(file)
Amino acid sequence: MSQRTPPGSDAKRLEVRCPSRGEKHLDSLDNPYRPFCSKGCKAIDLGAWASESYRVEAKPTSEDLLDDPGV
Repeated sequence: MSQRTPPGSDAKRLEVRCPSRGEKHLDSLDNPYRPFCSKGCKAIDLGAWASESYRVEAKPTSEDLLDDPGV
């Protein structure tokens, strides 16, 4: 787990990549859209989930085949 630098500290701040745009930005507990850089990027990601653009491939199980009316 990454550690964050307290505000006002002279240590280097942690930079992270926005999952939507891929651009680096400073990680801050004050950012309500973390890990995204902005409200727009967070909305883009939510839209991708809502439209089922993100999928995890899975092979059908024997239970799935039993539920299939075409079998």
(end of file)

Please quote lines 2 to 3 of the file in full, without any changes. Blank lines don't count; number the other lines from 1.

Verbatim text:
Repeated sequence: MSQRTPPGSDAKRLEVRCPSRGEKHLDSLDNPYRPFCSKGCKAIDLGAWASESYRVEAKPTSEDLLDDPGV
């Protein structure tokens, strides 16, 4: 787990990549859209989930085949 630098500290701040745009930005507990850089990027990601653009491939199980009316 990454550690964050307290505000006002002279240590280097942690930079992270926005999952939507891929651009680096400073990680801050004050950012309500973390890990995204902005409200727009967070909305883009939510839209991708809502439209089922993100999928995890899975092979059908024997239970799935039993539920299939075409079998």